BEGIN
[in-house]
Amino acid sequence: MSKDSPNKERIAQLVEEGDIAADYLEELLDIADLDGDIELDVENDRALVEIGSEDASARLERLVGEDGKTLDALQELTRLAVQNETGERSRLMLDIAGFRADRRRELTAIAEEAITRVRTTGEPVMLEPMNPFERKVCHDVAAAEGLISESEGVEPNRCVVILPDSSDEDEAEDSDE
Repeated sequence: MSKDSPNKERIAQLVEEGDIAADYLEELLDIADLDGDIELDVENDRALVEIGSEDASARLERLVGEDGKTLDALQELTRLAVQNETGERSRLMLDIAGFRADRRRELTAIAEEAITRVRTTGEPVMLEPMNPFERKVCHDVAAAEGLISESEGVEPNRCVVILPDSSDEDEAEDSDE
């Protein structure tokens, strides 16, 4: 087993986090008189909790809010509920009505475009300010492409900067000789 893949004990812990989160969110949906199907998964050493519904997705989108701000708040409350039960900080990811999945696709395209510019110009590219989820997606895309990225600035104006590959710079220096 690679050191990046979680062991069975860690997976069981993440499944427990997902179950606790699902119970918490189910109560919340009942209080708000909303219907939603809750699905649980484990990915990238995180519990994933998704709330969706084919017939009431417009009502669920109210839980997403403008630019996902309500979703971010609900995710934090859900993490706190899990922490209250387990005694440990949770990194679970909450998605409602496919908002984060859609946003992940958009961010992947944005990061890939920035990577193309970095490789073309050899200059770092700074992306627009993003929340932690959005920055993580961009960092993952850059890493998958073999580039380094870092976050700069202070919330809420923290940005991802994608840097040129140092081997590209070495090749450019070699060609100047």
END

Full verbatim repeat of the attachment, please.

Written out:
[in-house]
Amino acid sequence: MSKDSPNKERIAQLVEEGDIAADYLEELLDIADLDGDIELDVENDRALVEIGSEDASARLERLVGEDGKTLDALQELTRLAVQNETGERSRLMLDIAGFRADRRRELTAIAEEAITRVRTTGEPVMLEPMNPFERKVCHDVAAAEGLISESEGVEPNRCVVILPDSSDEDEAEDSDE
Repeated sequence: MSKDSPNKERIAQLVEEGDIAADYLEELLDIADLDGDIELDVENDRALVEIGSEDASARLERLVGEDGKTLDALQELTRLAVQNETGERSRLMLDIAGFRADRRRELTAIAEEAITRVRTTGEPVMLEPMNPFERKVCHDVAAAEGLISESEGVEPNRCVVILPDSSDEDEAEDSDE
């Protein structure tokens, strides 16, 4: 087993986090008189909790809010509920009505475009300010492409900067000789 893949004990812990989160969110949906199907998964050493519904997705989108701000708040409350039960900080990811999945696709395209510019110009590219989820997606895309990225600035104006590959710079220096 690679050191990046979680062991069975860690997976069981993440499944427990997902179950606790699902119970918490189910109560919340009942209080708000909303219907939603809750699905649980484990990915990238995180519990994933998704709330969706084919017939009431417009009502669920109210839980997403403008630019996902309500979703971010609900995710934090859900993490706190899990922490209250387990005694440990949770990194679970909450998605409602496919908002984060859609946003992940958009961010992947944005990061890939920035990577193309970095490789073309050899200059770092700074992306627009993003929340932690959005920055993580961009960092993952850059890493998958073999580039380094870092976050700069202070919330809420923290940005991802994608840097040129140092081997590209070495090749450019070699060609100047």